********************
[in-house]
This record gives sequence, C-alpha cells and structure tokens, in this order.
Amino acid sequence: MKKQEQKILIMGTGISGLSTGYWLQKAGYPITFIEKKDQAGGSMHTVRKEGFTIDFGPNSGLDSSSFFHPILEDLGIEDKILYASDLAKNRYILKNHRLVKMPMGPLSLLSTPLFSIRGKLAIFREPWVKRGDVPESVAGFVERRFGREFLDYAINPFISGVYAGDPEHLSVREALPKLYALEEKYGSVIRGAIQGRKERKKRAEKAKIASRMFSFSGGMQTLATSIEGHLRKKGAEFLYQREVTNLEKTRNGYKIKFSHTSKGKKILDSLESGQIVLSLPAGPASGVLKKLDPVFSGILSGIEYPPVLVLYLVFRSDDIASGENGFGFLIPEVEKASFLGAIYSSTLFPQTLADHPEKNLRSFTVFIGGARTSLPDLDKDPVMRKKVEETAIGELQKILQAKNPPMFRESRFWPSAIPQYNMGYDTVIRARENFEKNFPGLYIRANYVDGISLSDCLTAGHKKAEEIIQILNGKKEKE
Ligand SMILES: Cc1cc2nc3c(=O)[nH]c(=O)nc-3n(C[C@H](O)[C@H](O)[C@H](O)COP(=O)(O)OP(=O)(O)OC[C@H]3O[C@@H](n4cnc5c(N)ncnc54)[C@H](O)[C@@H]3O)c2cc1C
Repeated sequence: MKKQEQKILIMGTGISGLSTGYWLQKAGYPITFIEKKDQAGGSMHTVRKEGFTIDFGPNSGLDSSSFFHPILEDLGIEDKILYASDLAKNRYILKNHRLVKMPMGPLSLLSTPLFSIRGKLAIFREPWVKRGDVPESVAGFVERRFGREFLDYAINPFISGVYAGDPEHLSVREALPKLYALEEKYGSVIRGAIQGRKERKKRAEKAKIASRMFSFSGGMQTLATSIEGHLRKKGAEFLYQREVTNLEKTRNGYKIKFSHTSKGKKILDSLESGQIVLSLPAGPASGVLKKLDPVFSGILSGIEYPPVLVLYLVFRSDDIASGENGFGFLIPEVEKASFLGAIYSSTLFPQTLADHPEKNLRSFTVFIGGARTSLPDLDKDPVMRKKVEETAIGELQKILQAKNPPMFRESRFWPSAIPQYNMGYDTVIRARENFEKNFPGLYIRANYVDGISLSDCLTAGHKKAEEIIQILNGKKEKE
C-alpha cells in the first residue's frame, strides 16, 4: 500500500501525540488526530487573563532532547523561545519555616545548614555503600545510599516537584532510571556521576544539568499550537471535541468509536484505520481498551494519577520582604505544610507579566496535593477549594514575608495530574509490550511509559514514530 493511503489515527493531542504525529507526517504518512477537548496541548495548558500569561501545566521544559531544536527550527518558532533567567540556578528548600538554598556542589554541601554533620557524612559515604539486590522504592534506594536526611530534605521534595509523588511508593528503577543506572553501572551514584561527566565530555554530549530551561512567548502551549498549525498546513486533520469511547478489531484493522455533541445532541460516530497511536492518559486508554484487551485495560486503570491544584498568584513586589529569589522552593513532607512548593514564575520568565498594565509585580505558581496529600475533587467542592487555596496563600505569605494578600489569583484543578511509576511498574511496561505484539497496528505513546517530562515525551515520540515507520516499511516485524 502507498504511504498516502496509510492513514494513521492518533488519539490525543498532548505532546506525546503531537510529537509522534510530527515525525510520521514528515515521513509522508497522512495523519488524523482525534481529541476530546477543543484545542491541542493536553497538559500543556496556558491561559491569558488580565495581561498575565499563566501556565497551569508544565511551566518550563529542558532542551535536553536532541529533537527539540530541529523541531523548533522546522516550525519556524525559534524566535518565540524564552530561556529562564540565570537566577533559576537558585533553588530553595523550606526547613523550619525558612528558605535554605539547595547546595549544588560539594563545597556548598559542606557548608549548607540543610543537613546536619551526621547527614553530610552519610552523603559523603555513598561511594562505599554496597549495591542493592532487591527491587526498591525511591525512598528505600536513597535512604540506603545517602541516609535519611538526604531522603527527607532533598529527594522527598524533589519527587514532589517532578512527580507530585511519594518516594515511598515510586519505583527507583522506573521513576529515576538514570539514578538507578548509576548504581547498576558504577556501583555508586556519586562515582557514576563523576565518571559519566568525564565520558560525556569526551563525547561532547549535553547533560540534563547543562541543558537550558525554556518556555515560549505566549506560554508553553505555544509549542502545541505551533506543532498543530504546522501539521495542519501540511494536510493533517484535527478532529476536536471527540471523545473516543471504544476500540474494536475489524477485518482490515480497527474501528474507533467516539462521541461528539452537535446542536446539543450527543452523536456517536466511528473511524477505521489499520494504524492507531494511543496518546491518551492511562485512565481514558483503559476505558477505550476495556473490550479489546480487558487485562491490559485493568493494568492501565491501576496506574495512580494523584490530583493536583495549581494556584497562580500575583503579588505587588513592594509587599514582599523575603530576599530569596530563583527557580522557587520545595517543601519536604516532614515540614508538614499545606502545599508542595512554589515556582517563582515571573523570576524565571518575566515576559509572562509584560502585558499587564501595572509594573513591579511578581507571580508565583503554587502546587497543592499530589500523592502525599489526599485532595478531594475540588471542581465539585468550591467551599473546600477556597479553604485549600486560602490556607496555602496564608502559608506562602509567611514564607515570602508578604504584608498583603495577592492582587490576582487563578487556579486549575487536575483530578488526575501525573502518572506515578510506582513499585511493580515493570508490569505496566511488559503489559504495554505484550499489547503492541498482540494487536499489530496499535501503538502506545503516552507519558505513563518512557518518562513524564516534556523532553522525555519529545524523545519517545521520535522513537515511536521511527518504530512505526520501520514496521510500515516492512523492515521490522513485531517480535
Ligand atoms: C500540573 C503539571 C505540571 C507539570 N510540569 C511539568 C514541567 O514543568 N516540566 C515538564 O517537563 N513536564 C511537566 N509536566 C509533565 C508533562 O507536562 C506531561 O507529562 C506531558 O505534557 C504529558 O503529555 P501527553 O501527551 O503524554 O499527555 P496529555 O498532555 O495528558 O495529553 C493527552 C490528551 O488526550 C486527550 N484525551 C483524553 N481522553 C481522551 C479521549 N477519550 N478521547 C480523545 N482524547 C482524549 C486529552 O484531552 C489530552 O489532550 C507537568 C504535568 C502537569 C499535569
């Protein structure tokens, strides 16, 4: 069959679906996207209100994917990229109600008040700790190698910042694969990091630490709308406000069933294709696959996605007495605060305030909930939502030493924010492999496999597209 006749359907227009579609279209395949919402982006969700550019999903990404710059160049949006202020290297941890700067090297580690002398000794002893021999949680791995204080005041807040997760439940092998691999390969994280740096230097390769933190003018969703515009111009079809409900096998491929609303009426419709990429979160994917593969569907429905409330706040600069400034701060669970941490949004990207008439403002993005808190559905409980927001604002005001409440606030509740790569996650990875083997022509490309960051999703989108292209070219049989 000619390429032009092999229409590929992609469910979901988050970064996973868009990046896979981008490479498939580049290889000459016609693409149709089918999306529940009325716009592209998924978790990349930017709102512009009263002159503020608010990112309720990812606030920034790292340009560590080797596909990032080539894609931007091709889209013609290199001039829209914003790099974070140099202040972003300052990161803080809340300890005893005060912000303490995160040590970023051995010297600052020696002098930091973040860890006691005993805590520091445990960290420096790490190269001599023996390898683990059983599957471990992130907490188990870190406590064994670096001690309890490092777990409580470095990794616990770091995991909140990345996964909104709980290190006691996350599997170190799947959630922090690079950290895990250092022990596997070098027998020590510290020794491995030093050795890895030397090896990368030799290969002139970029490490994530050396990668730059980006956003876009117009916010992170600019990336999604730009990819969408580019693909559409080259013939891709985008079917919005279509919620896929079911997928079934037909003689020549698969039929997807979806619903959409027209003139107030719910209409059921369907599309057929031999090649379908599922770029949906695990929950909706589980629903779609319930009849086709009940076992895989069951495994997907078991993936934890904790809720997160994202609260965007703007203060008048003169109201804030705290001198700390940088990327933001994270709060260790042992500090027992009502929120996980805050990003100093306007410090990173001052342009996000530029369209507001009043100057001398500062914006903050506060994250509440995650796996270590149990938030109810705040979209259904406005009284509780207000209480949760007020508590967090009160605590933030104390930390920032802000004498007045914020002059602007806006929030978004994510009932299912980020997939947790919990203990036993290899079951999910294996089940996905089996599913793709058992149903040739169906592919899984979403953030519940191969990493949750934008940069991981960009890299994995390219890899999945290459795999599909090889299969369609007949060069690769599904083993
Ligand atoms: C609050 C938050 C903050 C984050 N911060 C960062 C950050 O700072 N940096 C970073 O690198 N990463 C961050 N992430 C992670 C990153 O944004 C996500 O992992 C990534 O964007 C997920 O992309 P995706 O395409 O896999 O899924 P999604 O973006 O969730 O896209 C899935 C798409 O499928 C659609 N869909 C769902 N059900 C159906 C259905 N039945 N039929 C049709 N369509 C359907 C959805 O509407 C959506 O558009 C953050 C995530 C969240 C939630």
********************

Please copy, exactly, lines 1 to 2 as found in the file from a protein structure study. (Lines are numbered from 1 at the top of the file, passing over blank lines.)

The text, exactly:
[in-house]
This record gives sequence, C-alpha cells and structure tokens, in this order.